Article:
The rapper born Jeffrey Atkins was raised by his mother in Hollis, Queens. For the boy who would become Ja Rule, the neighborhood represented a duality: crime, drugs and violence were common, but so were the intoxicating sound and culture of hip-hop. It didn’t hurt that he would sometimes spot fellow Hollis residents Run-DMC strolling the streets.
In a new memoir called Unruly: The Highs and Lows of Becoming a Man, the rapper offers his take on what came next: breakout success, bitter rivalries, Hollywood and fatherhood. Ja Rule spoke with NPR’s Arun Rath about coming up alongside Jay Z and DMX, his “real-world” philosophy of parenting and how he believes the high-profile feuds in the hip-hop world grow out of systemic racism. Hear the radio version of the audio link, and read more of their conversation below.
ARUN RATH: I think a lot of people might be surprised to know you were raised, at least in your early years, as a Jehovah’s Witness. How did that affect things for you growing up?
JA RULE: You know, it’s not like it’s like any other religion — but, for a kid, it is. A lot of kids grew up Catholic or Christian or whatever, and I don’t think kids are really that fond of going to church on Sundays. For me, it was the same thing, just that the religion was a lot stricter than most religions. But it was like any other kid having to get up and go to church on Sunday, and their mother and father, or grandparents or whoever, dragging them to church and they really didn’t want to go. For me, it was the same type of situation, it’s just that Jehovah’s Witness is a very strict religion.
Well, you had Sundays and Tuesdays.
It felt like five days a week. [Laughs]
A lot of your early music is about about, well, doing shady stuff. Hustling, casual sex, a kind of gangster life. Reading your book, it sounds like you were just writing about what you knew.
I mean, that’s how I grew up. Coming from Hollis, Queens, it’s not the darkest place you could grow up, but it’s definitely not the brightest place either. We got some suburban life there, some houses there, and it kind of feels like it’s a better neighborhood — but then two blocks away it’s Hollis Avenue, where there’s crack and drug dealers and, you know, burnt-down buildings and stuff like that.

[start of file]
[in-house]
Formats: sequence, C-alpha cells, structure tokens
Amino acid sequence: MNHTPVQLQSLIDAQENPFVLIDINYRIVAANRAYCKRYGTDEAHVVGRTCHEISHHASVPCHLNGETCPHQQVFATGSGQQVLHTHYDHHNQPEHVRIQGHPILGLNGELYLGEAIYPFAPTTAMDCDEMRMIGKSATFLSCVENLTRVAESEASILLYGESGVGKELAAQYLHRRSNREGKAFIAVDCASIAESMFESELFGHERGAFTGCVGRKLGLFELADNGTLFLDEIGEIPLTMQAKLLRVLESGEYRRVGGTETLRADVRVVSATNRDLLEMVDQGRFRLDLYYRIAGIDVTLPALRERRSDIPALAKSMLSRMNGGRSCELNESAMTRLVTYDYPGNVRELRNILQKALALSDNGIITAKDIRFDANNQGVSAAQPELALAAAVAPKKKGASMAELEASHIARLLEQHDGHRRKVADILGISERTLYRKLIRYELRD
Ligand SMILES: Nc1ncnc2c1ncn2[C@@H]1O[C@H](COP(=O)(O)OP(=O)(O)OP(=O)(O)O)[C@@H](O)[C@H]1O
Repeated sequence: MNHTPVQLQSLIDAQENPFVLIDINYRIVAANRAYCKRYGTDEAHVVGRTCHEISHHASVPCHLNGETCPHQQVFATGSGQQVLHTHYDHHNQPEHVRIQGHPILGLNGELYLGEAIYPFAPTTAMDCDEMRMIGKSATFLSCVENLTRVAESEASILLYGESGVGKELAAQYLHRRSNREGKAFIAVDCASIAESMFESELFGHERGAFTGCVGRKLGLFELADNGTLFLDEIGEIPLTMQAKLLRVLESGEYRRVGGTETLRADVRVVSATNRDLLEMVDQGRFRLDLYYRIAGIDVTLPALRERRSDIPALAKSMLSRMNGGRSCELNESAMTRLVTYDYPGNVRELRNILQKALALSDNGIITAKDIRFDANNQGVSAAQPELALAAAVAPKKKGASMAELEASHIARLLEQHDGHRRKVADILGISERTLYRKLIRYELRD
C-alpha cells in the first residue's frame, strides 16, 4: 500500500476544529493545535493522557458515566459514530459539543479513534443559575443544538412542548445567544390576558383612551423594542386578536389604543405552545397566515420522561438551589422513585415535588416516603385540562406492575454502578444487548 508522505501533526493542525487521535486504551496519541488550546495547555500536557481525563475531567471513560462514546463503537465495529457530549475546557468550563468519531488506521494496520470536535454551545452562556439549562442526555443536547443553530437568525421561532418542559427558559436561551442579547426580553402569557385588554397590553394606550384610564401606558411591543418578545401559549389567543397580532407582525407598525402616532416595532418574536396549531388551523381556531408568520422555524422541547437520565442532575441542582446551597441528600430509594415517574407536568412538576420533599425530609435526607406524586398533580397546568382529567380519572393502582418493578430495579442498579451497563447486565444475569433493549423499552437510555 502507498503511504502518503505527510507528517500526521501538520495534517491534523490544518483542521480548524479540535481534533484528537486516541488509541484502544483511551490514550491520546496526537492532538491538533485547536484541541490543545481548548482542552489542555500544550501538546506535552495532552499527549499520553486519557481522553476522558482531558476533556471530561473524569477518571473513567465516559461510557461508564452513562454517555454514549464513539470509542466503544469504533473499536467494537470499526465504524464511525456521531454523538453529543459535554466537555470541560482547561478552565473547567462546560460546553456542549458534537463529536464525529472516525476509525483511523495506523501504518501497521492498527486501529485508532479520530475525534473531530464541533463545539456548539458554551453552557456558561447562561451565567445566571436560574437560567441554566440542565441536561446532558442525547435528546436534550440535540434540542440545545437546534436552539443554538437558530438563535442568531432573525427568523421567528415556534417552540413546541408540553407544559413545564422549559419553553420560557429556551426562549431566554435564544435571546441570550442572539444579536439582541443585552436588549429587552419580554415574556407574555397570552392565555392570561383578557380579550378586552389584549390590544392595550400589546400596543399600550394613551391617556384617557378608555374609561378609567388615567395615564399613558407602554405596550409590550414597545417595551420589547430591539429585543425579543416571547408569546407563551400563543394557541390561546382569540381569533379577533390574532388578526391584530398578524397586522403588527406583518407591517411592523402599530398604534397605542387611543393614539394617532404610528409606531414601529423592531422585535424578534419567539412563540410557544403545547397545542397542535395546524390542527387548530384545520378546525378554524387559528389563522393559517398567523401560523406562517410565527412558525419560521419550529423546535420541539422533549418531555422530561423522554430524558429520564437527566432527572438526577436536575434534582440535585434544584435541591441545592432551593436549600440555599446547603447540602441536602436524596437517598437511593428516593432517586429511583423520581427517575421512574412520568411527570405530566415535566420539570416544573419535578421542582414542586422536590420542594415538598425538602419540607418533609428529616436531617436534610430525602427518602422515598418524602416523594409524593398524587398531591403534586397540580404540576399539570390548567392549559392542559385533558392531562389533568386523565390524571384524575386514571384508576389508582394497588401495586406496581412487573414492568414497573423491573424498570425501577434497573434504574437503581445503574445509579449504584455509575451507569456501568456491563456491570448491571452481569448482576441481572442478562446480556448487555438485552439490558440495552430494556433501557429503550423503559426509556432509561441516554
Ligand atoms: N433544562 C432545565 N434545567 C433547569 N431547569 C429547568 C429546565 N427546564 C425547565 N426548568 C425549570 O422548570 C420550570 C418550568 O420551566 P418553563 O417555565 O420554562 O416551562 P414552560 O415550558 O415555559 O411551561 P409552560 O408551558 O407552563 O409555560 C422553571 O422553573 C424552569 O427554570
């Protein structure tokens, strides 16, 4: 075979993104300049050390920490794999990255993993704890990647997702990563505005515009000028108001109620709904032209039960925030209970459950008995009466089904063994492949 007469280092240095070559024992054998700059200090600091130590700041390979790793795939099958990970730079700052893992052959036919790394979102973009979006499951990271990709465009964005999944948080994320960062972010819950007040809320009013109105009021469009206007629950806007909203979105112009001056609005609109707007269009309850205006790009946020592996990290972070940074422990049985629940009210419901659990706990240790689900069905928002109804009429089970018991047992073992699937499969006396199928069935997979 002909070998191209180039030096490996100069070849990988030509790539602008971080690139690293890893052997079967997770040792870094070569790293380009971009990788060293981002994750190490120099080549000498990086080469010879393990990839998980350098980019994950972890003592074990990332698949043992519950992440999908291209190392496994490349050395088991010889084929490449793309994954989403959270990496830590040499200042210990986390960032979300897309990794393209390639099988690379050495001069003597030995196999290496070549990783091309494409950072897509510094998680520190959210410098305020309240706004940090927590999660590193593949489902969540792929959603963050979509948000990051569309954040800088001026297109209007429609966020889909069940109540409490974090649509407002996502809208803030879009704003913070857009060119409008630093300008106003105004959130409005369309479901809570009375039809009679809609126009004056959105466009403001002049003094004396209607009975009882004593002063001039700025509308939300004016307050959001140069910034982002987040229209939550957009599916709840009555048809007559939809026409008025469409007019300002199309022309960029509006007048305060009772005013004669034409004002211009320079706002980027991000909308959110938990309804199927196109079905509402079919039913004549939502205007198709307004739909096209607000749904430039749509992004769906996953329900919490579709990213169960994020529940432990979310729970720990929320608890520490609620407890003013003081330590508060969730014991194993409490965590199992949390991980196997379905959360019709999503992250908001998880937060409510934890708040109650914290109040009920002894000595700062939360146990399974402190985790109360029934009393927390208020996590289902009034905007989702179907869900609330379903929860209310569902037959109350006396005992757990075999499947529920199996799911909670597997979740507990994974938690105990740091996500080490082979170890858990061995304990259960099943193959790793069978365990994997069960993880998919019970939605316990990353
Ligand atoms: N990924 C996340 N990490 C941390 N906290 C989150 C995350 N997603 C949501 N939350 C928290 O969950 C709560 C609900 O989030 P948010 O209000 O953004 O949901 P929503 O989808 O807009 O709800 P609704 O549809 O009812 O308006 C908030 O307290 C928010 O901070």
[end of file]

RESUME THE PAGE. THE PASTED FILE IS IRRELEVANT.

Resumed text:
And you were listening to some of the great early ’90s rap music — N.W.A and other groups who were also describing that stuff.
Absolutely. I was engulfed by the culture, I think, from day one. I used to break dance, too — my break dance name was Kid Fresh. And I used to DJ a little bit, and I used to graffiti on trains and stuff like that. So, I was really, really, really captured by the culture from an early age. A lot of these new artists, they kind of just know the rap side of hip-hop. They don’t really know that hip-hop is a culture, from the graffiti to the break dance to the DJing. All of that stuff is really what makes up hip-hop, and I really lived, breathed that whole lifestyle.
One of the things I found exciting on your early records — and I’m not going to be able to explain this very well — but there was this way that rappers were starting to do this thing where they were like a little behind the beat, a little bit off the beat. Do you know what I’m talking about?
Kind of, yeah. I used to always say to [producer Irv] Gotti, “I like to come in on the two” — you know, instead of the one. But as far as artistry, I always try to do things a little different, do it a little bit off the beaten path. Even though I got ridiculed for doing it, trying to be this, trying to be that, I always kind of try to do things my own way.
I’m wondering where that came from, because I know you’re a student of the music, and you did things like incorporating some R&B sounds and arrangements into your songs.
I basically wrote a lot of my first album to Mary J. Blige, What’s The 411? That’s a straight R&B, hip-hop infused album. She’s singing over all of those tracks, but those tracks were done by Diddy and they were very hip-hop orientated tracks. Gotti used to come in and say, “How you writing all this gangster music, all this street stuff, to What’s The 411? It’s an R&B album!” And I’d just be like, “Yo, the beats on this album, they move me, they drive me. It’s a different groove, it’s melodic; it has feeling on it, it has heartbeat.” Versus just a rapper rapping over breakbeats.
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